Rising Star: The Youth Advocate – Helping others be safe and happy

Rising Star: The Youth Advocate – Helping others be safe and happy

Sarah Gordon

26

Assistant Director of Prevention Services

Family Crisis Services, Portland

Sarah Gordon’s role as assistant director of prevention services for the Portland-based Young Adult Abuse Prevention Program is not your typical day job.

On some days she gives presentations to students on how to have healthy relationships, and other days she meets one-on-one with young domestic violence victims, or facilitates weekly discussion groups for girls throughout Cumberland County.

As a youth advocate for Family Crisis Services, which oversees the Young Adult Abuse Prevention Program, Gordon provides direct service to students, their parents, and school faculty by offering support, resources and information related to dating abuse prevention.

Part of her job is helping 12- to 24-year-olds identify red flags in their relationships and helping them develop a safety plan. And in some cases, Gordon will help students obtain protection from abuse or harassment orders and accompany them to court proceedings.

It wasn’t a personal experience that inspired Gordon to become a youth advocate – it was the statistics. She said 1 in 3 teen relationships nationwide involve some form of abuse, whether it’s emotional, sexual, physical or verbal.

“I don’t do this work because of something I went through,” said Gordon, 26. “I do it because no one should ever have to experience (abuse).”

Gordon’s career path was undetermined when she entered college in 2007. But shortly after she trained to become a resident adviser in the dormitories at Saint Joseph’s College in Standish, she started to envision her future.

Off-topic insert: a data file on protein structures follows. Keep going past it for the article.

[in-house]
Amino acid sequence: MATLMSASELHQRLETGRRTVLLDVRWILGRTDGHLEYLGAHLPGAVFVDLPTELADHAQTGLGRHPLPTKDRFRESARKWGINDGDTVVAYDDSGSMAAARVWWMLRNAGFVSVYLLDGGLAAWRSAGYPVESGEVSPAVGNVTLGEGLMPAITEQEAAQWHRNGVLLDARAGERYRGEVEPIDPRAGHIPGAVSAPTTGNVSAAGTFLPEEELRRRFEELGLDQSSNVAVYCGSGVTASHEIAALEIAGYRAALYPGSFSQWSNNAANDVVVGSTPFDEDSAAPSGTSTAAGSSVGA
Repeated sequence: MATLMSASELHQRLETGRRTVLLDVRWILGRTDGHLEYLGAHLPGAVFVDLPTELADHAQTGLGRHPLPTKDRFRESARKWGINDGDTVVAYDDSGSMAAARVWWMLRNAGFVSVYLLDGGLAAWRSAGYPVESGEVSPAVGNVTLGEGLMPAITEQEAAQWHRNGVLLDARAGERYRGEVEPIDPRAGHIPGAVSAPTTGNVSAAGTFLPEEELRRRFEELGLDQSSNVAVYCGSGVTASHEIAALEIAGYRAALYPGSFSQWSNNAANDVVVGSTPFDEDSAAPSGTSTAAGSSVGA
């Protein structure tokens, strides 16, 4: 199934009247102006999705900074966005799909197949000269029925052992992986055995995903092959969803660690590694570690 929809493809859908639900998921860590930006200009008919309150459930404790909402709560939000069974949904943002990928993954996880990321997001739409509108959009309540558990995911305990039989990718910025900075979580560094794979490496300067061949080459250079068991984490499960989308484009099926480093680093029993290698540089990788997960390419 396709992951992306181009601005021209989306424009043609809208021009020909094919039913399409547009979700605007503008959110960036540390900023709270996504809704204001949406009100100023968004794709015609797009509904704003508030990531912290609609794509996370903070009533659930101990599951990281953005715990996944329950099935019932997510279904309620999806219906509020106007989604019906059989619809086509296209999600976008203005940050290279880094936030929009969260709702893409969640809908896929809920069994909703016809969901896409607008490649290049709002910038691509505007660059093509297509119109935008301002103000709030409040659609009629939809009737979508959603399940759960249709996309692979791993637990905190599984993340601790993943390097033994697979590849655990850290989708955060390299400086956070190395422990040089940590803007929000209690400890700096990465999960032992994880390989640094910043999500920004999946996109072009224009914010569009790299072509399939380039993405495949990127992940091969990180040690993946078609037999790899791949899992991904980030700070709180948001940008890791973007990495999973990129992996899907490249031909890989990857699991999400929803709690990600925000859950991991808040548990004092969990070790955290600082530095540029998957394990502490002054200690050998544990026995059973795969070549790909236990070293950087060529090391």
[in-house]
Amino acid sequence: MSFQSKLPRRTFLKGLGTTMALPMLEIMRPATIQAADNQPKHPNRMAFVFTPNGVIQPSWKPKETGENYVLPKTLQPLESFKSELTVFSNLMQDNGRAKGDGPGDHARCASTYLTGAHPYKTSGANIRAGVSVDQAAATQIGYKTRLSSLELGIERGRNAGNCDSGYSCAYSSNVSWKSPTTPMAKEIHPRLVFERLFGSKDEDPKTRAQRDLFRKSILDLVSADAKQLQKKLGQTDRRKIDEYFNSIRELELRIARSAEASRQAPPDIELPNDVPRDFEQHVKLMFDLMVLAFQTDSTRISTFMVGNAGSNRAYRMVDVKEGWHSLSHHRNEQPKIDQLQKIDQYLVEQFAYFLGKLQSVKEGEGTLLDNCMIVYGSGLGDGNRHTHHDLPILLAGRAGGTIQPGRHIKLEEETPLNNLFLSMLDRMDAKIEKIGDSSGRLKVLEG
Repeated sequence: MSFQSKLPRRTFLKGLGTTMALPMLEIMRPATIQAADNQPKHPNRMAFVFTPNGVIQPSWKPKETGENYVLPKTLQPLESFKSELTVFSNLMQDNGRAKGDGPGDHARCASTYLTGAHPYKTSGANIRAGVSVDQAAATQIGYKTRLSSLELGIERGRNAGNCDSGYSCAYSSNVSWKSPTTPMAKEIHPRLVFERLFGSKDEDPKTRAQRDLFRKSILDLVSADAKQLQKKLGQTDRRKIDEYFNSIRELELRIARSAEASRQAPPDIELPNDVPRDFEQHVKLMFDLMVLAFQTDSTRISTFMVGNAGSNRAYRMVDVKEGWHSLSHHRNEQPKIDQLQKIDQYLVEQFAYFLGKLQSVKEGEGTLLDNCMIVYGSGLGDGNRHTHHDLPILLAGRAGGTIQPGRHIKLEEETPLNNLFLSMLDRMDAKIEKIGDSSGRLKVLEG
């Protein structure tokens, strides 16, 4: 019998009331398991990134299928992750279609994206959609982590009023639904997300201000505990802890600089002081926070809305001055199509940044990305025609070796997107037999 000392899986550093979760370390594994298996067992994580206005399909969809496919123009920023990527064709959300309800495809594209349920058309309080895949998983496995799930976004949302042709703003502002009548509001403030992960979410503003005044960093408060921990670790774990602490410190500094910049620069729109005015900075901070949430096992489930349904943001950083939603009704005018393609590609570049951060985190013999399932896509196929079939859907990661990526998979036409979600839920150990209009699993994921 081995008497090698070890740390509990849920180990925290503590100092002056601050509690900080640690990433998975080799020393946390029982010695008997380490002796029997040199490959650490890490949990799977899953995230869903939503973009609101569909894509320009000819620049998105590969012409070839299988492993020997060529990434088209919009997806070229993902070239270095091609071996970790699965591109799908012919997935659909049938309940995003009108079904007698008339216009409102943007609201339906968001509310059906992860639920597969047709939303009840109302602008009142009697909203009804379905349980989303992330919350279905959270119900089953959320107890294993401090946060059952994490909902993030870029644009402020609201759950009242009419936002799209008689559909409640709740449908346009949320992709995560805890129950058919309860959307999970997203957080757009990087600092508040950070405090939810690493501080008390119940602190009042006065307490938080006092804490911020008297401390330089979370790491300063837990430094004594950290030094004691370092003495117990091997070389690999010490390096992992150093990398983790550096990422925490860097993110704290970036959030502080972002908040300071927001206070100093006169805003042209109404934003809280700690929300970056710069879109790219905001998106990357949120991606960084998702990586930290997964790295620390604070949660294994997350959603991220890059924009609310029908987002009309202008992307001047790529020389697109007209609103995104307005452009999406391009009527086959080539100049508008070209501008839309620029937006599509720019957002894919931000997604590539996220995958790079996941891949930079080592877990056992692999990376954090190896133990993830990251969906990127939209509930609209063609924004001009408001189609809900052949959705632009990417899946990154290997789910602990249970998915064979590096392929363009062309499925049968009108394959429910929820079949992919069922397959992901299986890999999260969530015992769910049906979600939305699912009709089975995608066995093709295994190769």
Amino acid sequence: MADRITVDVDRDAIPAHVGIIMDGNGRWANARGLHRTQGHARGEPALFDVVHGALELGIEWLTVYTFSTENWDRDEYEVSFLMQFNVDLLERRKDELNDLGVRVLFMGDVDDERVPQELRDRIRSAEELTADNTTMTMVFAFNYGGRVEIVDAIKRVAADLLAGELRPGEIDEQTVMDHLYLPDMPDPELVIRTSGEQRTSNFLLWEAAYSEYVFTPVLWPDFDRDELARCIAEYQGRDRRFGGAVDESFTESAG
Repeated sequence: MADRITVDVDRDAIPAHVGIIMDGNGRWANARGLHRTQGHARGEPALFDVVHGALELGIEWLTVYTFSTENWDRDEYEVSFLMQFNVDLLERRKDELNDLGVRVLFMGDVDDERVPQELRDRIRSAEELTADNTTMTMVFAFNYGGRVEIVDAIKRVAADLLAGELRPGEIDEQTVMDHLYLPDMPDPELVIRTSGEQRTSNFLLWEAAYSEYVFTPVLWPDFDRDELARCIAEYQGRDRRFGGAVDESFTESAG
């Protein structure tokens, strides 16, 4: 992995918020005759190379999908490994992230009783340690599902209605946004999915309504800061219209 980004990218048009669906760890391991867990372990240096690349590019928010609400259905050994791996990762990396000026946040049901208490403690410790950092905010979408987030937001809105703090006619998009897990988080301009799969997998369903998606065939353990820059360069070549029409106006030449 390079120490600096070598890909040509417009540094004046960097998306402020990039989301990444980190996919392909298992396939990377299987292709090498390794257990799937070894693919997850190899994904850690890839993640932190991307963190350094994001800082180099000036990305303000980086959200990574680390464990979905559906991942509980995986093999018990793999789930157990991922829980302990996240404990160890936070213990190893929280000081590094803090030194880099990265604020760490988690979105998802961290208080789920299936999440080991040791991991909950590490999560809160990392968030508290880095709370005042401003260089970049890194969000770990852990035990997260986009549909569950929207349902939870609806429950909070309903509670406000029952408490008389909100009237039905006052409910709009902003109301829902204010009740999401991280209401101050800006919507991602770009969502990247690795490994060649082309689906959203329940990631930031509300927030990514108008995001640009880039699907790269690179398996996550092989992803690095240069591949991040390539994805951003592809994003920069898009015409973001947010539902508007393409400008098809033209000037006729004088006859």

During the training, educators from Family Crisis Services performed what’s called the “Jake and Caroline” skit, which is done regularly in high schools, colleges and other youth settings in Cumberland County to raise awareness about abusive relationships. Following the presentation, Gordon began to think of her own friends and family who have been affected by domestic violence or other forms of abuse, and how she could help.

“I couldn’t help but wonder why I was first hearing about it in college,” she said.

Gordon immediately felt “empowered to make changes in our world,” and soon started an internship with Family Crisis Services. The more stories she heard from friends and those who called the Young Adult Abuse Prevention hotline, the more passionate she became about abuse prevention, Gordon said.

“I became an educator at Family Crisis Services so that middle school, high school and college students could have these conversations,” she said. “It’s about prevention, and prevention has to start early.”

Gordon began her career with Family Crisis Services as an educator in 2011 after earning bachelor’s degrees in sociology and psychology from Saint Joseph’s College. According to Gordon, Family Crisis Services gives presentations to more than 9,000 students annually.